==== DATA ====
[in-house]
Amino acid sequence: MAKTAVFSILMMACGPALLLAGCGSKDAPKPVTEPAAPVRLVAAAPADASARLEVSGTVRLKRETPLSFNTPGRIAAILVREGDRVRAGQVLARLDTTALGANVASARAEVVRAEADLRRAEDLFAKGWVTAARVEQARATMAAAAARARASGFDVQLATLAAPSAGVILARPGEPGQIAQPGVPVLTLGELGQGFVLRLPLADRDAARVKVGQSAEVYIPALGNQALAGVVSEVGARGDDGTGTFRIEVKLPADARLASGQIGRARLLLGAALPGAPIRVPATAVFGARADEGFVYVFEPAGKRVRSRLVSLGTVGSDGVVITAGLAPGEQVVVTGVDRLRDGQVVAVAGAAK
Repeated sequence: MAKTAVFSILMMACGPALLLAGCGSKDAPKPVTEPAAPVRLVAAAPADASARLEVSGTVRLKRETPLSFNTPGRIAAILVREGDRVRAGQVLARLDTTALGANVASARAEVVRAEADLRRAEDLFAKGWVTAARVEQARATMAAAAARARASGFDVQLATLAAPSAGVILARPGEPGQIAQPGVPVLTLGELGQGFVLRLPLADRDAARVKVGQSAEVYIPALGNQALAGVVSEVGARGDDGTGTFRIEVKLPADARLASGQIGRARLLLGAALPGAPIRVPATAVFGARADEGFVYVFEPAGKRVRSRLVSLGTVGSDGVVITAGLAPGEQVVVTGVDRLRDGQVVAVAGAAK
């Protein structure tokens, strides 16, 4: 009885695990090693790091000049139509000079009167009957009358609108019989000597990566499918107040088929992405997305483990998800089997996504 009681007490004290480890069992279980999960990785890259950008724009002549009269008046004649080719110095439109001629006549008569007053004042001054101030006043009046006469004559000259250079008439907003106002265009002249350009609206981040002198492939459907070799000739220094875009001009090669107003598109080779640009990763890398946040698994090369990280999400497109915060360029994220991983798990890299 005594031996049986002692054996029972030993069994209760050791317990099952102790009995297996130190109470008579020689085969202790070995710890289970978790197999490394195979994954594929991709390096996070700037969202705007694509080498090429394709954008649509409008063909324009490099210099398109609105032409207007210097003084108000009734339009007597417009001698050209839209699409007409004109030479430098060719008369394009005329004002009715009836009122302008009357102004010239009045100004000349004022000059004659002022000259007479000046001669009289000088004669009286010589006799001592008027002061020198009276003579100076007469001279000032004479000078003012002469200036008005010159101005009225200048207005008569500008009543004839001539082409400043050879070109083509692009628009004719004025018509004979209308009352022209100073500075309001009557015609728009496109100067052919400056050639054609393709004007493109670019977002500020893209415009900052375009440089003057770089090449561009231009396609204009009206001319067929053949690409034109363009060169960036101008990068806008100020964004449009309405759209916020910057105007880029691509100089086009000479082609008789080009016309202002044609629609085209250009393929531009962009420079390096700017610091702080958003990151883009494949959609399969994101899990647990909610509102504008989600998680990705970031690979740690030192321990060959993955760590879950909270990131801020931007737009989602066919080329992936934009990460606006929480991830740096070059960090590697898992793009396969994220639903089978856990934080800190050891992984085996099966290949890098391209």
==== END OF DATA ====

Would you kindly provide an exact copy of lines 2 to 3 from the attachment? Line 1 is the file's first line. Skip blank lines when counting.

Amino acid sequence: MAKTAVFSILMMACGPALLLAGCGSKDAPKPVTEPAAPVRLVAAAPADASARLEVSGTVRLKRETPLSFNTPGRIAAILVREGDRVRAGQVLARLDTTALGANVASARAEVVRAEADLRRAEDLFAKGWVTAARVEQARATMAAAAARARASGFDVQLATLAAPSAGVILARPGEPGQIAQPGVPVLTLGELGQGFVLRLPLADRDAARVKVGQSAEVYIPALGNQALAGVVSEVGARGDDGTGTFRIEVKLPADARLASGQIGRARLLLGAALPGAPIRVPATAVFGARADEGFVYVFEPAGKRVRSRLVSLGTVGSDGVVITAGLAPGEQVVVTGVDRLRDGQVVAVAGAAK
Repeated sequence: MAKTAVFSILMMACGPALLLAGCGSKDAPKPVTEPAAPVRLVAAAPADASARLEVSGTVRLKRETPLSFNTPGRIAAILVREGDRVRAGQVLARLDTTALGANVASARAEVVRAEADLRRAEDLFAKGWVTAARVEQARATMAAAAARARASGFDVQLATLAAPSAGVILARPGEPGQIAQPGVPVLTLGELGQGFVLRLPLADRDAARVKVGQSAEVYIPALGNQALAGVVSEVGARGDDGTGTFRIEVKLPADARLASGQIGRARLLLGAALPGAPIRVPATAVFGARADEGFVYVFEPAGKRVRSRLVSLGTVGSDGVVITAGLAPGEQVVVTGVDRLRDGQVVAVAGAAK